Kee v. State

Annotate this Case

438 N.E.2d 993 (1982)

Kevin Mark KEE, Appellant (Defendant below), v. STATE of Indiana, Appellee (Plaintiff below).

No. 581S143.

Supreme Court of Indiana.

August 30, 1982.

Ronald T. Spangler, Spangler, Jennings, Spangler & Dougherty, P.C., Merrillville, for appellant.

Linley E. Pearson, Atty. Gen., Richard Albert Alford, Deputy Atty. Gen., Indianapolis, for appellee.

PRENTICE, Justice.

Defendant (Appellant) was convicted after trial by jury of Attempted Murder, Ind. Code §§ 35-41-5-1; XX-XX-X-X (Burns 1979), and Burglary, Ind. Code § 35-43-2-1 (Burns 1979) and sentenced to two concurrent terms of forty (40) years imprisonment. This direct appeal seeks review upon the following issues:

(1) Whether the trial court erred in refusing to suppress Defendant's confession.

(2) Whether the trial court erred in overruling Defendant's objection to the trial court's instruction upon the defense of duress.

(3) Whether the evidence is sufficient to support the convictions.

* * * * * * ISSUE I

Defendant first contends that the trial court erred in allowing his confession into evidence. He claims that even if we find that the confession had been voluntary, it was yet the fruit of illegal and unconstitutional police conduct, i.e. entrapment. The asserted entrapment concerns an incident which occurred after the charged Attempted Murder and Burglary. The police had information from an informant, who arranged a meeting between them and Defendant and at which Defendant made inculpatory statements and offered to sell the victim's credit cards.

In Vaden v. State, (1978) Ind., 383 N.E.2d 60, 61 we stated:

*994 "We shall not discuss the voluntariness of the defendant's confession further because the defendant has waived any theoretical error by testifying to substantially the same facts as those contained in his confession." (citations omitted).

Defendant testified in his own defense and related the facts of and his complicity in the charged offenses in detail but claimed that he acted under the duress of another armed with a pistol. As in Vaden, based upon the record, we find no reversible error in the admission of Defendant's confession.


Defendant's second assignment of error relates to the trial court's final instruction upon the defense of duress, Ind. Code § 35-41-3-8 (Burns 1979). The instruction provided that the instruction was applicable only to Count I, Burglary. The defendant objected to the giving of such instruction, when proposed, as follows:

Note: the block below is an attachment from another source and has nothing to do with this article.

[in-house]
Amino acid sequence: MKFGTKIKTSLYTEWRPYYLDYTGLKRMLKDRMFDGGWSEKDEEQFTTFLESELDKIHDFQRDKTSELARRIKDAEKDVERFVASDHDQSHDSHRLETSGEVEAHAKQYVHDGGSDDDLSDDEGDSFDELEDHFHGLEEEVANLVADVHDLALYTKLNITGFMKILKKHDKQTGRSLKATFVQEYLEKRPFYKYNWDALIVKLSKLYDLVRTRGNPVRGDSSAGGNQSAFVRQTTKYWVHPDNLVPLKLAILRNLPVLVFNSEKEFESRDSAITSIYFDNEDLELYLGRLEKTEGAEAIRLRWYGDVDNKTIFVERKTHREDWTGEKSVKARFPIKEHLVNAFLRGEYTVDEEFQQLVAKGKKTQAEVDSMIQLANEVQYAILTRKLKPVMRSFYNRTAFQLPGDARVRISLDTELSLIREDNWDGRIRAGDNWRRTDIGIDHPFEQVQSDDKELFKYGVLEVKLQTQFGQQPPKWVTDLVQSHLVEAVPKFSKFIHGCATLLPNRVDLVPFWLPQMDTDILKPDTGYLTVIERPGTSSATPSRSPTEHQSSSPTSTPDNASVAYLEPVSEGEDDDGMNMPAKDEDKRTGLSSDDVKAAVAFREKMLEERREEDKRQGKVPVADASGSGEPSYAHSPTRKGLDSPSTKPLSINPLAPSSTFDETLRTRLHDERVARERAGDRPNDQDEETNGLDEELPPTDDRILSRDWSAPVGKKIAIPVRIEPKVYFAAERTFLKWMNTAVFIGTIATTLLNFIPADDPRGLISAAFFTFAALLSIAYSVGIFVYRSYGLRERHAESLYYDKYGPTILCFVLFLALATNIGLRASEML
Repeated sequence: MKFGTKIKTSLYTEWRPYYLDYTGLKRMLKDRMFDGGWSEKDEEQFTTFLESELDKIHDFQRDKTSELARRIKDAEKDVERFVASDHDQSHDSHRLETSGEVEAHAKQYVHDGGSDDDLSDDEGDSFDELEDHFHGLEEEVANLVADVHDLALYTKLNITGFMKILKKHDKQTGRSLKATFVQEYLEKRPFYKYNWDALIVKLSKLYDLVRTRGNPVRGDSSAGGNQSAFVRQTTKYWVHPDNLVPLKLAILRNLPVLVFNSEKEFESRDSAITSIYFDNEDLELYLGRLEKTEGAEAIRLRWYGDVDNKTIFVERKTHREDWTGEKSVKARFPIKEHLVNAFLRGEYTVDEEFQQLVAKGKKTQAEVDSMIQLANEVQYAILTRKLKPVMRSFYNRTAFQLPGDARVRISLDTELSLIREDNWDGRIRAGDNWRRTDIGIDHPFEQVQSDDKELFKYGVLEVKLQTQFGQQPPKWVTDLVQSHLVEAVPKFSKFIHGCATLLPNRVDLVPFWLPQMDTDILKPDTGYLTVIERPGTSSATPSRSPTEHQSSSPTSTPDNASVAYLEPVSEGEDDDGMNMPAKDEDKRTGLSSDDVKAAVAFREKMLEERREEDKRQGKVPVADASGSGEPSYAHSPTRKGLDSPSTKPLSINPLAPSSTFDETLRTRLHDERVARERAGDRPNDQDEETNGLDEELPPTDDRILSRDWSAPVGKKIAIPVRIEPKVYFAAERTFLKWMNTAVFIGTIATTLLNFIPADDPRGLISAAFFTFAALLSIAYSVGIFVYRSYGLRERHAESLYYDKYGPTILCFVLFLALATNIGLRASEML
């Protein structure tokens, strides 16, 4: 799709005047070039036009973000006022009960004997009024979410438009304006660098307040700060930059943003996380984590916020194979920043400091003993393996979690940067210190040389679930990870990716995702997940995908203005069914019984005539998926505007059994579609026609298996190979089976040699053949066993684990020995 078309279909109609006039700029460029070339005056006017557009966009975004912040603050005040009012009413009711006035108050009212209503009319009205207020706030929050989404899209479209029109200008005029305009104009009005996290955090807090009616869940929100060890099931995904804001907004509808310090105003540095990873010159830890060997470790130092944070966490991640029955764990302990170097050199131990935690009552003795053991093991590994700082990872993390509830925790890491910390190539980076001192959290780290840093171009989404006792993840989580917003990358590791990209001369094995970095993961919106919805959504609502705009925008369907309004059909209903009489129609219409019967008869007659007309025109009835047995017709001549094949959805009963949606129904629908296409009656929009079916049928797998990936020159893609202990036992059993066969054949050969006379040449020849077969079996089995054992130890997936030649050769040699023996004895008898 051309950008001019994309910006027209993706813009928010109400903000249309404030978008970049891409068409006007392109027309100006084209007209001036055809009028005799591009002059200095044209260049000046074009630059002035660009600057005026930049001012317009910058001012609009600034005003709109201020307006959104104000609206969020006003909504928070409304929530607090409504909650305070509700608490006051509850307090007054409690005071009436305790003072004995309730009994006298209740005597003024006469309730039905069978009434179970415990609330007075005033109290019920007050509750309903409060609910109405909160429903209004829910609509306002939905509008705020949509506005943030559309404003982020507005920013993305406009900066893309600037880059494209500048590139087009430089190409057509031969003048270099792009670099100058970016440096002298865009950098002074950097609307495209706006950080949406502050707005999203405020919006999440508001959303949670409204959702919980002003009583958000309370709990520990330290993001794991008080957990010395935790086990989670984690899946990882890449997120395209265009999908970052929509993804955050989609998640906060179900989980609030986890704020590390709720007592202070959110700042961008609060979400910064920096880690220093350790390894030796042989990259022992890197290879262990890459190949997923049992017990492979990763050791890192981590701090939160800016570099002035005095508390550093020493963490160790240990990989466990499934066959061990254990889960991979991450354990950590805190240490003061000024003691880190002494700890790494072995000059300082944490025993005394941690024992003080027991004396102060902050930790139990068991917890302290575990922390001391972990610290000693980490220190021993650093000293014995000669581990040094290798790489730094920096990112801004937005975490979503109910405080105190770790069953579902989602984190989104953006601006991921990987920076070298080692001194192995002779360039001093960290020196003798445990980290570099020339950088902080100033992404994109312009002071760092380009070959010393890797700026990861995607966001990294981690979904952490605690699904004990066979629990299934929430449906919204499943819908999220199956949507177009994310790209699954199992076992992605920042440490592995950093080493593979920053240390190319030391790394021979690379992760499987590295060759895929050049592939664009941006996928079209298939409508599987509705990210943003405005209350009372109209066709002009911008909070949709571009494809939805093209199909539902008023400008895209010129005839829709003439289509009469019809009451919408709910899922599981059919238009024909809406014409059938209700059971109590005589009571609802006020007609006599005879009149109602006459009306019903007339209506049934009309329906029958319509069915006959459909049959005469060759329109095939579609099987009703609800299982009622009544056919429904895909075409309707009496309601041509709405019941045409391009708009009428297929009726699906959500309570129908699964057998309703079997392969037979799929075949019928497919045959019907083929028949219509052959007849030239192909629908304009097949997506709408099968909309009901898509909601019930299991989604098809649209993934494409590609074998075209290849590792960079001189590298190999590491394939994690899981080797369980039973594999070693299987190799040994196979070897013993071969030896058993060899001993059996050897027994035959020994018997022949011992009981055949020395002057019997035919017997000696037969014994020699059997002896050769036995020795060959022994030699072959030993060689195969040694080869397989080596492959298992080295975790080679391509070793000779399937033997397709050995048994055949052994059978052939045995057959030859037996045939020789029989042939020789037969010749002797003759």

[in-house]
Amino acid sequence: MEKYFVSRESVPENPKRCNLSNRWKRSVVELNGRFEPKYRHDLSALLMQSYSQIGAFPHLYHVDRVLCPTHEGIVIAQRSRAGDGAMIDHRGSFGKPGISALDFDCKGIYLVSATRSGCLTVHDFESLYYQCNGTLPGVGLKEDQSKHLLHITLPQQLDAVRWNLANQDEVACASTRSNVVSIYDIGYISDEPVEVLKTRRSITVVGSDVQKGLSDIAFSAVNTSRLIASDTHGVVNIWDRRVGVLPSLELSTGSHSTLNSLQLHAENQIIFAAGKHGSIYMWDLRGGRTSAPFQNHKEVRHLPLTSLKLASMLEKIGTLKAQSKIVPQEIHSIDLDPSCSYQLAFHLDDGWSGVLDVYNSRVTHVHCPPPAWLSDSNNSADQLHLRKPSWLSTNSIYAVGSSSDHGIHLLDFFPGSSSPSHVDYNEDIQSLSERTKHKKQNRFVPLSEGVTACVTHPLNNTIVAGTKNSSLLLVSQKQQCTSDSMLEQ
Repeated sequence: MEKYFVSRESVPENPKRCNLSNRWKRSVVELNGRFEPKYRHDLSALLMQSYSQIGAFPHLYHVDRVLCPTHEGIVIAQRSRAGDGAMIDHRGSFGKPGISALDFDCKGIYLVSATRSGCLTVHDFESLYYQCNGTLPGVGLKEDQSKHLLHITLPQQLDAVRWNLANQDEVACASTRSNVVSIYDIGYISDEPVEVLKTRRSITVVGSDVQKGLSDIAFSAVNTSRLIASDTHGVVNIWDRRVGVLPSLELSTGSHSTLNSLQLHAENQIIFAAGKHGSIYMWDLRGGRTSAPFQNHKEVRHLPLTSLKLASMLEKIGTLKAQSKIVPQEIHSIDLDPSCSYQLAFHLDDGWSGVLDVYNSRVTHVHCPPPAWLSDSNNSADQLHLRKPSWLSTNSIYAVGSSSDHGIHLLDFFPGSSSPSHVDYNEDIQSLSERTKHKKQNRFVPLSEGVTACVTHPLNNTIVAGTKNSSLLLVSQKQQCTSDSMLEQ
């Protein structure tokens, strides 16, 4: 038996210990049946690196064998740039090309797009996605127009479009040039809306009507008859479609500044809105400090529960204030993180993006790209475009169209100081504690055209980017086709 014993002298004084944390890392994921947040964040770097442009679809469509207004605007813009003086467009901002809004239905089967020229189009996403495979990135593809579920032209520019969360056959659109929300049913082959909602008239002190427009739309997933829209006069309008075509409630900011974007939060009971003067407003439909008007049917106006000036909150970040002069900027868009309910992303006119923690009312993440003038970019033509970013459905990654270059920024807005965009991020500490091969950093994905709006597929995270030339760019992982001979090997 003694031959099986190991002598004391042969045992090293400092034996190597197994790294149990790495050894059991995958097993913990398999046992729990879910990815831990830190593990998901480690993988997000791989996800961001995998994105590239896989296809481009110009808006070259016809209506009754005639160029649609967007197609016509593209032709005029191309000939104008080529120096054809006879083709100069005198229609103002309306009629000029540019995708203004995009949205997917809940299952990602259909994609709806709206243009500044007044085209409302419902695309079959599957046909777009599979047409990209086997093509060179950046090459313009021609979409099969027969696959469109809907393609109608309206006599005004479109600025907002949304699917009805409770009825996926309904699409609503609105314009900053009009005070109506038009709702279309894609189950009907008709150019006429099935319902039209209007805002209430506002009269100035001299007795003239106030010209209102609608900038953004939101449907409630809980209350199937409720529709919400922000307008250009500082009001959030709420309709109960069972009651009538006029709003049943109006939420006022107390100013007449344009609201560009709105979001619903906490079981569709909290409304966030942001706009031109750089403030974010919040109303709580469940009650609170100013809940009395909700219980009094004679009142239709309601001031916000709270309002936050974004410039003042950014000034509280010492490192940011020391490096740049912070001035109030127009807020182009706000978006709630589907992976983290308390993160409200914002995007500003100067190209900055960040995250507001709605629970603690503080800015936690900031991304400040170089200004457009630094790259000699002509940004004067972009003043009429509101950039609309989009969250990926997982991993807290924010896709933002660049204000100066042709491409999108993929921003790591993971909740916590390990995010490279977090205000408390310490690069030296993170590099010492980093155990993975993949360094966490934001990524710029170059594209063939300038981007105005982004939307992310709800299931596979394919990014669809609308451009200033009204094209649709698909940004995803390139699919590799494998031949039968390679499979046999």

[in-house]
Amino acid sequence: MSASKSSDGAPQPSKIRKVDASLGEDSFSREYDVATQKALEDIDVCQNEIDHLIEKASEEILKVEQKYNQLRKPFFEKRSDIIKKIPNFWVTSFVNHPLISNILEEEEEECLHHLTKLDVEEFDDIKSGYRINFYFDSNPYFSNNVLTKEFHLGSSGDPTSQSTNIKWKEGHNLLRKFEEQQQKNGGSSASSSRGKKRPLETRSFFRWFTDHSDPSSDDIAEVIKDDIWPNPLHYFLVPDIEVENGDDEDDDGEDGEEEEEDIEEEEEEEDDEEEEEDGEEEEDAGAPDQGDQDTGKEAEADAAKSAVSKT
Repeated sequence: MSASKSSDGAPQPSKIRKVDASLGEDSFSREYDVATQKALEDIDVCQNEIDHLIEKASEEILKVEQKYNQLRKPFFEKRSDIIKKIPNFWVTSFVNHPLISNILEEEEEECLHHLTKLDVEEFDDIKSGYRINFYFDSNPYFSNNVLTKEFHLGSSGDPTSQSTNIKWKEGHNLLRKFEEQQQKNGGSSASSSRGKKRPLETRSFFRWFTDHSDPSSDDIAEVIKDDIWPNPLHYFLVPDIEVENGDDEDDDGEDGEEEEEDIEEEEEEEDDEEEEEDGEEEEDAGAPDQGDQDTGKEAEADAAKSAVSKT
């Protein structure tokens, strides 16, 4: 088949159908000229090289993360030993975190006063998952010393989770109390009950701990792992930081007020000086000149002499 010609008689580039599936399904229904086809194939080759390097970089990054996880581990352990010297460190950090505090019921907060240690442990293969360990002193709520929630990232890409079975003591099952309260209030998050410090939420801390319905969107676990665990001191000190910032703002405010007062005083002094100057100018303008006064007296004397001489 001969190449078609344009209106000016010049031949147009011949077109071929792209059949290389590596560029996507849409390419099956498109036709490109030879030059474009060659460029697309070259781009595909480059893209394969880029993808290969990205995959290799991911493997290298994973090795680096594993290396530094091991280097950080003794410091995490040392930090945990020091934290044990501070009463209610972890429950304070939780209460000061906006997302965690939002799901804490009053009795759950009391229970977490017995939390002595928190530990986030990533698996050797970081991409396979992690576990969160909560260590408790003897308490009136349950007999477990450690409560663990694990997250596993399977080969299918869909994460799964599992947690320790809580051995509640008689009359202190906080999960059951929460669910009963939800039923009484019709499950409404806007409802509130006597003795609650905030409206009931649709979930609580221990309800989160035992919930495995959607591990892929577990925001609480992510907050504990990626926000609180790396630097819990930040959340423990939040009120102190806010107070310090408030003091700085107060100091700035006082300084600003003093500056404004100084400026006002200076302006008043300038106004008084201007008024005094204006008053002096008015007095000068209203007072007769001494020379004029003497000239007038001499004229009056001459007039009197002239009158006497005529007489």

"It's defines, I believe, that instruction on duress does not parallel what the statute requires. And the defense understands that the intended instruction is going to pertain to only count one (Burglary). It's defense's position that the instruction on duress should pertain to both counts one and two (Attempted Murder)." (R. at 425)

The trial court never ruled upon this objection but implicitly overruled it by reading the instruction to the jury.

Defendant argues that although the defense of duress is not available upon a charge defined in Ind. Code § 35-42 (which includes murder) it is, nevertheless available upon a charge of attempted murder. He reasons that the statute which defines duress and makes it available generally, excludes its use only specifically. One specific exclusion is as to "a person who: * * * committed an offense against the person as defined in I.C. 35-42." He further argues that the crime of attempted murder is not defined in I.C. 35-42, but in I.C. XX-XX-X-X and that, therefore, the exclusion does not apply. The fallacy lies in the conclusion that I.C. XX-XX-X-X defines the crime of attempted murder which, standing alone, it does not. It is definitive of the crime charged only when read in conjunction with I.C. XX-XX-X-X (Murder). Attempted murder is, therefore, an offense against the person as defined in I.C. 35-42, and the defense of duress is expressly excluded.


Defendant contends that his defense of duress was established as a matter of law. The only evidence of Duress came from the testimony of Defendant, who was the only witness for the defense.

At trial, Defendant related a lengthy story about continuing harassment, beatings, and a robbery he suffered at the hands of a gang in Gary known as the "Brotherhood." These assaults, designed to force him to join the gang, had occurred over a period of approximately three weeks prior to the night of the offenses charged herein. Defendant claims that the leader of the gang had ordered him, with personal threats, to break into a house accompanied by another gang member, who was armed with a pistol. Once inside, Defendant, again pursuant to orders, hit an eighty-five (85) year old woman over the head more than once with a hammer that he had obtained from the basement of the house.

The jury was not obligated to believe Defendant's testimony, nor, based upon the evidence, to find duress as defined in Ind. Code § 35-41-3-8 (Burns 1979). Defendant testified on direct examination that he had thought that he had a chance to abandon the crime before he assaulted the victim. From his subsequent actions, the jury could find that Defendant had chosen not to escape. See Rodgers v. State, (1981) Ind., 415 N.E.2d 57, 60. Additionally Defendant admitted his culpability on cross-examination:

"Q. So what you're telling us today, Mr. Kee, is the reason you're here is somebody else's fault? "A. Excuse me? "Q. The reason you're here today is all somebody else's fault? "A. No, it's not all somebody else's fault. *995 "Q. Trying? "A. It's not. "Q. Trying to tell us it's not your own fault? "A. It's partially my fault." (R. at 384-85)

We find no reversible error. The judgment of the trial court is affirmed.

GIVAN, C.J., and DeBRULER, HUNTER and PIVARNIK, JJ., concur.